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« Reply #27 on: Jun 08, 2016, 09:15PM »

Quote
Well, I've spend nearly all my life trying to learn English to be able to speak and make my self understood, so I hope it is not in vain.

Watermailonman, your English appears completely confident and well-handled.


I recall traveling in Europe in the 70s and people might say they spoke English if you asked them, but a few sentences in and it was clear their English was pretty sketchy.

Since then, English in continental Europe seems to have made large advances, but maybe it only appears that way to me because all of my contacts are with the few Europeans brave enough and confident enough to visit English-language places on the Internet. 


For this forum to be more international, more international people will need to visit it. I don't think the Americans can make it more international by being less American.
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Robert Holmén

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« Reply #28 on: Jun 08, 2016, 10:04PM »

Watermailonman, your English appears completely confident and well-handled.

I recall traveling in Europe in the 70s and people might say they spoke English if you asked them, but a few sentences in and it was clear their English was pretty sketchy.

English is a core-curriculum course of study in Sweden and there's loads of English-language film and television.  In my experience Swedes, especially young Swedes, tend to speak English remarkably well.

I've even been told that it's sometimes easier for Scandinavians to speak English amongst themselves rather than their native languages.  Mind you, the person who told me that might have just been taking a swipe at Danes.
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« Reply #29 on: Jun 08, 2016, 10:18PM »

  Mind you, the person who told me that might have just been taking a swipe at Danes.

Norwegian and Danish are said to be largely mutually intelligible.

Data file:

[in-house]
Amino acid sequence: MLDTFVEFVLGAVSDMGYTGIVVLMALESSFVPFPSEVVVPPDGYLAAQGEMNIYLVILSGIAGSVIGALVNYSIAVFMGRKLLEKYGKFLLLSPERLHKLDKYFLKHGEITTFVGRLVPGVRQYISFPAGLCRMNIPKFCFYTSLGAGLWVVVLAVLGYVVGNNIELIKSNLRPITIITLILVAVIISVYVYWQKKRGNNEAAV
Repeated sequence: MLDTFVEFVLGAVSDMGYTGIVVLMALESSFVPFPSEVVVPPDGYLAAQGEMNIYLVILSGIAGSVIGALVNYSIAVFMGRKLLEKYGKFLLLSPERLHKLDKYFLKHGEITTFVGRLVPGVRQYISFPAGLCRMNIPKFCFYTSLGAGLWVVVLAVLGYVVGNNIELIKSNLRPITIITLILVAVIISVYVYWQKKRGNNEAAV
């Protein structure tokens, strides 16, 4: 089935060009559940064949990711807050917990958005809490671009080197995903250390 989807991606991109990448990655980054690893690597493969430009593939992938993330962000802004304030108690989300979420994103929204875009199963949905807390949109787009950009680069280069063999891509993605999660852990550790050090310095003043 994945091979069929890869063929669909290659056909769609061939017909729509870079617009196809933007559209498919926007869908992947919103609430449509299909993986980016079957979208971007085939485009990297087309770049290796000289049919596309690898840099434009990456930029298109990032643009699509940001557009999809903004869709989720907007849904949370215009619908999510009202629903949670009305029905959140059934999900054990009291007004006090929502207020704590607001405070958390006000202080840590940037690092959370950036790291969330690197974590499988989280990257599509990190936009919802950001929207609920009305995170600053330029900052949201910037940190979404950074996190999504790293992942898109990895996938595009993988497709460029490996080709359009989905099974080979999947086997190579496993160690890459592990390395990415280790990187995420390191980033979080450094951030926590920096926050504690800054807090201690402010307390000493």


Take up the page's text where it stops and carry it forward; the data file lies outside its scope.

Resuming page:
My (Danish-descended) uncle said he had a job during WWII, translating Danish into Norwegian, possibly the easiest job in the Army.
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Robert Holmén

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« Reply #30 on: Jun 08, 2016, 10:47PM »

English is a core-curriculum course of study in Sweden and there's loads of English-language film and television.  In my experience Swedes, especially young Swedes, tend to speak English remarkably well.

I've even been told that it's sometimes easier for Scandinavians to speak English amongst themselves rather than their native languages.  Mind you, the person who told me that might have just been taking a swipe at Danes.

True  :) Swedes and Norwegians understand each other pretty well. Danish is easy to read for a Swede but more difficult when spoken, but after some training it gets easier. People from Iceland have the same sounds in their language as we do, and if heard from distance it sounds just like Swedish. If you get close and really listen then we notice that we don't share many words. Occasional words can be picked up but nothing makes sense. Finnish is completely different. We have to speak English to understand a Finn or they have to speak Swedish because Finland has two official languages, Finnish and Swedish.

/Tom
« Last Edit: Jun 09, 2016, 03:24AM by watermailonman » Logged

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« Reply #31 on: Jun 09, 2016, 01:08AM »

I see now this topic is a little stupid. Sorry. Most people outside English spoken countries speak good English today. My generation not so good but I see people like Tom and many others have very good English. My daughter have highest score in School and can even speak different dialects like Australian, Texas, London etc. Funny to listen. But she tell me my English is very bad. So do my wife, but she have English as first Language.

I made the topic a little stupid, the question should be only for me who cant Express myself in English. If we turn the question upside down it could make sense for other People here. If you find a forum in let us say Italy but Your italien is not so good. Still its a forum that interest you very much. Would you join and use Google translate to read and Write? The risk is you dont understand all, and not all will understand you either.

When I make that question to myself, I believe I should be more careful. Even though this forum have lot of good people that understand the problem. I got lot of help and understanding here.

I hoped my English would be better after some time but its not, my wife tells its even worse because I started blend in some Norwegian Words.. :D

Well, I start another poll about register and range soon. Should be much more interesting. Sorry for this tread all good friends, this forum is very understanding and kind against people like me, thanks for that  Good!

Leif
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« Reply #32 on: Jun 09, 2016, 02:27AM »

If you find a forum in let us say Italy but Your italien is not so good. Still its a forum that interest you very much. Would you join and use Google translate to read and Write? The risk is you dont understand all, and not all will understand you either.